bschmarje@yahoo.com
  2. Brian_Schmarje

    Brian_Schmarje New Member





    Chris was working at a high volume retail pharmacy as a pharmacy tech when she began to experience flu-like symptoms every other week. It wasn’t severe enough that she had to miss work but she went to the doctor. They tested her gall bladder. The symptoms cleared up for a time before becoming more serious later on. She started feeling terrible all the time and had pain in her back and legs. Then she began experiencing pain all over.

    She had to go to three different doctors before she got a correct diagnosis. Her first doctor was an intern, who seemed more interested in where he was going to do his residency. The doctor gave her something for pain for about two weeks after she convinced him that she needed to be able to go to work in order to pay her bill. The pain subsided but when it came back she decided to try another doctor.

    Several people recommended that she try a certain family doctor. The family doctor started her on a series of tests. He tried anti-inflammatory drugs and low doses of antidepressants to help her sleep. He sent her in for MRIs and physical therapy. It was a process of elimination and finally he didn’t know which way to go. He sent her to a rheumatologist.

    The rheumatologist compared notes from the family doctor and tested Chris in a series of trigger points located in the shoulders, hips, knees and elbows. A person who has pain in eleven of eighteen points has fibromyalgia. Chris was diagnosed with fibromyalgia.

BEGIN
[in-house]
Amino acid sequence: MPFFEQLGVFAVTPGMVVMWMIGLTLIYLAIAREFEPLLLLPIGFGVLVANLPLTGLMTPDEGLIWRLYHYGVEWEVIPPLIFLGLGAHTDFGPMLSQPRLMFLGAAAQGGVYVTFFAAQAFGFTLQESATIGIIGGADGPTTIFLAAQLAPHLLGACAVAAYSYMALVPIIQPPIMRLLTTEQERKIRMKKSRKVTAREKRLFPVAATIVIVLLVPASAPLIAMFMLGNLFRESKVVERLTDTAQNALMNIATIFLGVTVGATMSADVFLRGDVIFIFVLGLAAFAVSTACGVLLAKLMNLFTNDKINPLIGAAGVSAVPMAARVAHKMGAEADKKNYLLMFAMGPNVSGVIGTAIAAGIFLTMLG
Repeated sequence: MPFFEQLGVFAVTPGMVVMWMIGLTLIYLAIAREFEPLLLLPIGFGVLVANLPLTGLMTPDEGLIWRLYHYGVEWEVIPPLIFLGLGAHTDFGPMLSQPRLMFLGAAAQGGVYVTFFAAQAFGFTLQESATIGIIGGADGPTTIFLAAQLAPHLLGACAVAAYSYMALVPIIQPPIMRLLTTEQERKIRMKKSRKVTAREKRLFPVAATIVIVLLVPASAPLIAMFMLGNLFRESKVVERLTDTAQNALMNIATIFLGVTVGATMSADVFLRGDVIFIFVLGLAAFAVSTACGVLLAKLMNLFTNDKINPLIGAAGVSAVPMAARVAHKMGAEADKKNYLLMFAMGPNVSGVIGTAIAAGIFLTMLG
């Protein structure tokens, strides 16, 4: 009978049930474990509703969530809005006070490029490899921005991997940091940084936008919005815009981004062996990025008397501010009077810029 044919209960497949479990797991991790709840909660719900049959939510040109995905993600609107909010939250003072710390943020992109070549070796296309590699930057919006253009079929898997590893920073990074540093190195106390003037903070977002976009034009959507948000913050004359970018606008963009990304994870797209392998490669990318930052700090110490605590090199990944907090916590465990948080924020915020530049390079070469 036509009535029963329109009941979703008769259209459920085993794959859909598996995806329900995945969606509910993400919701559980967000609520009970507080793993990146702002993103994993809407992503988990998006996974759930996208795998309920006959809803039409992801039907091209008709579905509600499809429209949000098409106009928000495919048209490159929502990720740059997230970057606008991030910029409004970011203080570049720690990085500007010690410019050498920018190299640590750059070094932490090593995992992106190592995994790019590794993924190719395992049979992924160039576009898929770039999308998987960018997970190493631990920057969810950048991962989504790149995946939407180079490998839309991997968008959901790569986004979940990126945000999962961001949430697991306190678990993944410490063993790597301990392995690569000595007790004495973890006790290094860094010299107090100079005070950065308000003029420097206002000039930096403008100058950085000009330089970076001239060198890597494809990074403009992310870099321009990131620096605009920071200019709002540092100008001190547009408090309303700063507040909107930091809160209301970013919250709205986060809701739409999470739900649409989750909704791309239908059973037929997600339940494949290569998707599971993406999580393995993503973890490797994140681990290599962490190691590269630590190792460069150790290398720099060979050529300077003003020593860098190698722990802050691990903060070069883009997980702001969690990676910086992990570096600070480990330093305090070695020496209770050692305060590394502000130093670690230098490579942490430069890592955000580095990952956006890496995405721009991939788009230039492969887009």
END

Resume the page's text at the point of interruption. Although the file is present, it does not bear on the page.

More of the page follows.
Studies by the American College of Rheumatology suggest that some 3 to 6 million Americans are affected by fibromyalgia or fibromyalgia syndrome. 80 percent of those affected are women. Some symptoms include: chronic pain, fatigue, sleep disorder, migraine headaches, increased sensitivity, cognitive or memory impairment, and increased muscle tension.

    Sleep disorders common to fibromyalgia are thought to be a major factor in the symptoms of fibromyalgia. FMS sufferers have trouble sleeping or don’t get enough deep sleep and wake up feeling stiff all over and unrested. A common treatment is to prescribe a low dose of anti-depressant so the patient gets the side effect of deep sleep. Deep sleep is crucial to tissue repair and antibody production.

    Fibromyalgia is not a new illness. William Balfour, a surgeon at the University of Edinburg, first described it in 1816. For many years it was called by different names and was thought to be psychological by some physicians. It wasn’t until 1987 that the American Medical Association recognized fibromyalgia syndrome as a true illness. The diagnostic pressure points weren’t defined
    until 1990 by the American College of Rheumatology. Fibromyalgia sufferers still encounter unsympathetic doctors who believe it is “all in their head”. Many have to go through two or three doctors before receiving the correct diagnosis.

    Doctors don’t really know what causes fibromyalgia syndrome. Although in some cases, there
    is an event that triggers the onset of symptoms such as a car accident or a viral or bacterial infection. Several theories have been postulated including neurotransmitter regulation, immune system function, sleep physiology and hormonal control. Jennifer a housewife with two kids, who suffers from FMS, said, “It’s a crap shoot as far as doctors treating this. Usually it takes three or four tries or more to get the right medication and dosage.”

    Fibromyalgia sufferers are more susceptible to other illnesses. As Jennifer puts it, “I catch every
    bug that comes down the pike. I get the flu. When I was a little kid I had hay fever something fierce but it